Physician Burnout as an Epidemic

Physician Burnout as an Epidemic

A 2019 survey published by Medscape shows the severity of burnout and mental health issues that doctors are facing. Physicians have the highest suicide rate of any other profession, with one doctor a day committing suicide in the United States. However, when asked, responses showed that the majority of physicians are not seeking help for burnout and depression. One doctor notes how “medical training teaches us [physicians] to ‘suck it up,’ so help-seeking is not a well-honed skill among doctors” [1]. Moreover, the survey shows that some physicians who have sought help have done so in secret, by traveling a distance away from home, not using insurance, and even using fake names. Of those who have not sought out help, 20% admitted that they “don’t want to risk disclosure,” fearing that their career could be in jeopardy [1].  Furthermore, over two thirds of physicians dealing with depression find that their mental health affects their workplace attitude [1]. In just six years, the Department of Health and Human Services estimates a shortage of 90,000 physicians across the United States, due to physician burnout [2].

These horrifying statistics beg the question: why is the medical system leading physicians to these results? The Harvard Global Health Institute published a 2018 report highlighting the causes of physician burnout, at the root of which is the fact that physicians have become increasingly responsible for work tasks that diverge from their ultimate mission of treating patients [2]. The biggest example of this is the use of electronic health records (EHR), which have become a time burden on physicians throughout the work day. The report mainly focuses on methods to combat physician burnout on a systemic level. These methods include improving the effectiveness of EHRs, assigning executive-level chief wellness officers at healthcare organizations, and making available mental health treatment for physicians [2]. Yet, clearing the stigma of physicians seeking mental healthcare still has a long way to go.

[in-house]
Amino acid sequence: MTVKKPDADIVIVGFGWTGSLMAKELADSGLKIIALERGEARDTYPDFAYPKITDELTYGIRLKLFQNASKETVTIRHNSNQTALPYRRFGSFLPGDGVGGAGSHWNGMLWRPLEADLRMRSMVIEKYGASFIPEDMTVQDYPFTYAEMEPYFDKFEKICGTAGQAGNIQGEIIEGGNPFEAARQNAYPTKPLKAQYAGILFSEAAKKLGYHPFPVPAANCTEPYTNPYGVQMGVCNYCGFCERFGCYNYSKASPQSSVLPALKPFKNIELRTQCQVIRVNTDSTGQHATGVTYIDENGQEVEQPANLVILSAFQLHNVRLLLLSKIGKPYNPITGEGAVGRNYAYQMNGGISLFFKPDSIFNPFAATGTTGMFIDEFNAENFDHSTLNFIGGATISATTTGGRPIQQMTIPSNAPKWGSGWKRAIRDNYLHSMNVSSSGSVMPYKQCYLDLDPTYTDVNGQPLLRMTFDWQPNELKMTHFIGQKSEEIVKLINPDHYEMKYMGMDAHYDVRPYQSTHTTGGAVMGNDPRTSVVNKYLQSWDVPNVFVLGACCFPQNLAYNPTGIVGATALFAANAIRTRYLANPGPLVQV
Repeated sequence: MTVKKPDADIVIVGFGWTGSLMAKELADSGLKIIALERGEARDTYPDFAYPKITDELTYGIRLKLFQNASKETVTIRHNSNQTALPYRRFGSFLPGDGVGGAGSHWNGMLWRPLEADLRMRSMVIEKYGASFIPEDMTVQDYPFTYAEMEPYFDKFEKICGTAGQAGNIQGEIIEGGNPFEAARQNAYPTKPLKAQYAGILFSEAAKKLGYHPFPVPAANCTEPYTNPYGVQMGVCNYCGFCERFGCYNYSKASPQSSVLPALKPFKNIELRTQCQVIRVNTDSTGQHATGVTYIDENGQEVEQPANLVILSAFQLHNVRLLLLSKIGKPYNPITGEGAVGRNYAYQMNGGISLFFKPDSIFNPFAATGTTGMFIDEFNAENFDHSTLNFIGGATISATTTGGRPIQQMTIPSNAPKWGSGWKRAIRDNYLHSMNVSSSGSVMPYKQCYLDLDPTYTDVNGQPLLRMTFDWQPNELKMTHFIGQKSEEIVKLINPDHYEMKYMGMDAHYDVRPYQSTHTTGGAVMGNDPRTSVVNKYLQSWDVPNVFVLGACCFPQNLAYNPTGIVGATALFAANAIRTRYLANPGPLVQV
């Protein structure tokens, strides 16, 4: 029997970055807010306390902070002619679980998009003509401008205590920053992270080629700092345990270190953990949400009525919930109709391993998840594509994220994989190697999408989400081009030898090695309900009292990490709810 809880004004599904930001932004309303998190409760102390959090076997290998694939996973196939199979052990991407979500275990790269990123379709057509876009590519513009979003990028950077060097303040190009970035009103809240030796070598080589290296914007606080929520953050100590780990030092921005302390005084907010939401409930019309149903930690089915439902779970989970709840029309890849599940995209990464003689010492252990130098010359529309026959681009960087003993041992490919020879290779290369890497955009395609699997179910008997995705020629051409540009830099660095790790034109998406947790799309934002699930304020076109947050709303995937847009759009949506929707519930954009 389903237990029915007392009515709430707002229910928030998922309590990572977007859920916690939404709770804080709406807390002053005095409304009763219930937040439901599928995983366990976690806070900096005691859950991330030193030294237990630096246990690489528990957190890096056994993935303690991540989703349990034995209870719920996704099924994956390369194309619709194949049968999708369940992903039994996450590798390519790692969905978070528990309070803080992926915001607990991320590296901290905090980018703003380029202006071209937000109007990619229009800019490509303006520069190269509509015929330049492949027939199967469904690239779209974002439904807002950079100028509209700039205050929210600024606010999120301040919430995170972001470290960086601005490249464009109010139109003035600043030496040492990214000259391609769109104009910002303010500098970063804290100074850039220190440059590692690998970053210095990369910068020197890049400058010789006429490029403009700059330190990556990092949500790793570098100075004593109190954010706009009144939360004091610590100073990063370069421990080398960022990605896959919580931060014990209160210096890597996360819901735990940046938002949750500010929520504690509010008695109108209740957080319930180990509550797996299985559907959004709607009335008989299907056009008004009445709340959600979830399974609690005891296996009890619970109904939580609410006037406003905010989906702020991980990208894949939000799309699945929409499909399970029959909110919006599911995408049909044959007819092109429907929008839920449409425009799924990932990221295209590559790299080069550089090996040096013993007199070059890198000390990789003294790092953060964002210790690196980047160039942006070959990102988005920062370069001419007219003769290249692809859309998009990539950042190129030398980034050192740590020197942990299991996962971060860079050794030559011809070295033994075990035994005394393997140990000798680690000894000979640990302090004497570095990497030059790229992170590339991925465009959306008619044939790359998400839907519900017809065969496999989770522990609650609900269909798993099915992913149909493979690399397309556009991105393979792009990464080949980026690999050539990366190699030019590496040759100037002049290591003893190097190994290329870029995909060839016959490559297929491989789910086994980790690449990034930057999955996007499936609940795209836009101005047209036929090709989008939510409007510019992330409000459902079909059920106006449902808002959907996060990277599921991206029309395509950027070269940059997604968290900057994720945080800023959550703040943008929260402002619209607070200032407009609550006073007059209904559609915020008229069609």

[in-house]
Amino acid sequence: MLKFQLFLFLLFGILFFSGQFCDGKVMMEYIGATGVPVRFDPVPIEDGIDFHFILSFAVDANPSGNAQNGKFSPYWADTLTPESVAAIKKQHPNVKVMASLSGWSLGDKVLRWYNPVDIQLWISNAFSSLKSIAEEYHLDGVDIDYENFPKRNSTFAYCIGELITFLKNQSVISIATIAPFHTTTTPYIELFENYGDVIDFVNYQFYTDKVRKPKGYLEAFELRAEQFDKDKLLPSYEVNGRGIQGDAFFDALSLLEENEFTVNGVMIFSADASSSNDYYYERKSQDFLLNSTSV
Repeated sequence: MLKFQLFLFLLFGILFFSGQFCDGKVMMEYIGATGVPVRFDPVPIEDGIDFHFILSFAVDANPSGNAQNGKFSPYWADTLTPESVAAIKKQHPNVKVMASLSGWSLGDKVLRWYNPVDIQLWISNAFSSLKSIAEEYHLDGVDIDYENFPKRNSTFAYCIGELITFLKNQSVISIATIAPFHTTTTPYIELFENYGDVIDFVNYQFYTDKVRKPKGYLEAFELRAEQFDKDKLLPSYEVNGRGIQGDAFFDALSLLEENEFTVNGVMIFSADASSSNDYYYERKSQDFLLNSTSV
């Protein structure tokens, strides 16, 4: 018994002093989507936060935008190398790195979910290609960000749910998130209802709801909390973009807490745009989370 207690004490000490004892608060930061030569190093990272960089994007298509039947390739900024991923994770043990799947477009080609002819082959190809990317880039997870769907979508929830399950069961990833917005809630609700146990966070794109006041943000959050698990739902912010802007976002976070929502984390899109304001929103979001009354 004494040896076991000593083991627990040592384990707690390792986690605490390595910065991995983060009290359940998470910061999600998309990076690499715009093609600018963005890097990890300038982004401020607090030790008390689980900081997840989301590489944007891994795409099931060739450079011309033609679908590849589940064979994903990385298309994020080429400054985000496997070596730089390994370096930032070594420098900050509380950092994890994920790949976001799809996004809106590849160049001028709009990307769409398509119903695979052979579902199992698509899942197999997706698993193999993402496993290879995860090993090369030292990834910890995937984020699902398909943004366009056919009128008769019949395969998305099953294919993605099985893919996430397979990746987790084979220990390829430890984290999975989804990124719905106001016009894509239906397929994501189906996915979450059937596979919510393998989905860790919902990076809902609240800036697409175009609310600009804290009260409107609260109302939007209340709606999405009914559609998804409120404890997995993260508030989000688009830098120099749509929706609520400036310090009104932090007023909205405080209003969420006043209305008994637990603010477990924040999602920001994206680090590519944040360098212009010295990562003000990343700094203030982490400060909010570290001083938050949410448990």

Physicians are trained to take care of others, even at their own expense. However, increased physician burnout leads to medical errors and patients feeling unhappy with doctor visits, unsurprisingly indicating that physicians are unable to do their best work when they are feeling unwell.  It is beyond unreasonable to expect an individual on the front line of healthcare to care for others when that same individual is in need of medical attention. Healthcare organizations must take action to address this crisis of physician burnout by implementing methods that will foster better mental health and allow increased physician satisfaction in the workplace.

References:

  1. Leslie Kane, “Medscape National Physician Burnout, Depression & Suicide Report 2019”, Medscape, January 16, 2019.

  2. Jha, A.K., Iliff, A.R., Chaoui, A.A., Defossez, S., Bombaugh, M.C., Miller, Y.R., “A Crisis in Healthcare: A Call to Action on Physician Burnout”, Harvard Global Health Institute, 2018.









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